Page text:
I can only offer a partial reaction to the rest of Universal’s offerings for Halloween Horror Nights 2013, as some long line waits for INSIDIOUS and EVIL DEAD mazes prevented me from taking the TERROR TRAM to encounter the rest of the backlot attraction redressings of the Bates Motel/Psycho House and War of the Worlds crash scene. I did catch a late showing of BILL & TED’S EXCELLENT HALLOWEEN ADVENTURE stage show, which was its usual blend of semi-raunchy comedy, hot dancer bodies and musical satire. Kudos to the talented cast and crew that run this show, but I didn’t find the overriding Oz theme particularly effective as the basis of this year’s live show, and its reference back to Disney’s feature from February seemed both dated and not very inspirational in pop culture fodder.
Overall, I was very satisfied with USH’s Halloween Horror Nights 2013 and congratulate Murdy, Williams et al on their continued string of haunt triumphs. I’d read this summer than some HHN regulars were critical of THE WALKING DEAD’s return as somehow “played out” in our current zombie-filled pop culture consciousness, but found the IP put to great use at HHN this year, taking the franchise to a bigger, more robust exploitation of this horror genre hit as only Universal can achieve on its backlot. While I count one reluctant “miss” in the otherwise strong lineup of haunt mazes, none of the themes were unworthy of HHN’s reputation or high standards of design, and all had their good scare moments even if some mazes had an abundance compared to others.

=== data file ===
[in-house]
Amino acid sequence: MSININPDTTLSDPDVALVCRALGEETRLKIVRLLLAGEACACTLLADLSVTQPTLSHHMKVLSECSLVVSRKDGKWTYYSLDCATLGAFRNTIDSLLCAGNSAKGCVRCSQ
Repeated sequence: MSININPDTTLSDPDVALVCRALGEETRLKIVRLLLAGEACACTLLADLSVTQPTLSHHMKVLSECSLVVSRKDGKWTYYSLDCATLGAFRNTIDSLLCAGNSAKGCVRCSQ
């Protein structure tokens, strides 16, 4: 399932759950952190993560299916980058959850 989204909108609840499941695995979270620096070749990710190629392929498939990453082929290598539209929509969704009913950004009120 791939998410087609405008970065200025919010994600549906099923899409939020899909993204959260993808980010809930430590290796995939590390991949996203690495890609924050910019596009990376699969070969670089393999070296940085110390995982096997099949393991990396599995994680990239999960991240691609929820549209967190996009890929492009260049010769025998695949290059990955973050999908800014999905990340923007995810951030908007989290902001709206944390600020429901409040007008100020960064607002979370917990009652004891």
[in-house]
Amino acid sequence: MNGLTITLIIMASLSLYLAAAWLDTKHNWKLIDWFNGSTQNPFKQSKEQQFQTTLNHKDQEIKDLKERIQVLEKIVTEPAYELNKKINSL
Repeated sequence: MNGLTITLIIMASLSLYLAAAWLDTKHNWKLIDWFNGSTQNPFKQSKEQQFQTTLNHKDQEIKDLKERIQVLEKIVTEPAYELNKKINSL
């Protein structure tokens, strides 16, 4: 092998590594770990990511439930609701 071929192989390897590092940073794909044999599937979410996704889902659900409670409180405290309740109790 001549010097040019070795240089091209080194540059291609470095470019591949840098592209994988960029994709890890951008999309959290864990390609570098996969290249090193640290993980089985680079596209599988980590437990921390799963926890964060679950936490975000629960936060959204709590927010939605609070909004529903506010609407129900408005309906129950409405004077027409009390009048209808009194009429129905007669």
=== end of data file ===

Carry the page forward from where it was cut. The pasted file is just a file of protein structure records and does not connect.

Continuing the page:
To all haunt and Halloween fans in the Southern California area or elsewhere if you’re willing to travel, I highly recommend visiting Universal Studios Hollywood’s Halloween Horror Nights event this season with this caveat: to get your full scares-worth of entertainment (and ticket price) value, strongly consider upgrading to the Front of Line pass if it fits your budget. You will literally save hours waiting in maze lines over the entire night and enjoy the overall HHN experience much better. Crowds are always an issue to contend with at HHN given Universal’s comparatively small footprint on the hill, and while I caught the event on a “slow” night on the calendar, going into October the rest of you may not be so lucky. Note: on the night I attended, Universal offered an early admission to HHN beginning at 6:30 and limited to the Lower Lot haunt attractions only. Should you get the same opportunity, by all means take them up on it and go visit THE WALKING DEAD and BLACK SABBATH mazes early — hell, you can even take a spin on the TRANSFORMERS ride while ahead of schedule! If you can’t manage the price of the Front of Line pass, such an early admission strategy will help you see the most haunt for your buck at Halloween Horror Nights.
Either way, go head up the hill and get your scare on at Universal’s Halloween Horror Nights in 2013 — it’s an elite SoCal haunt event not to be missed.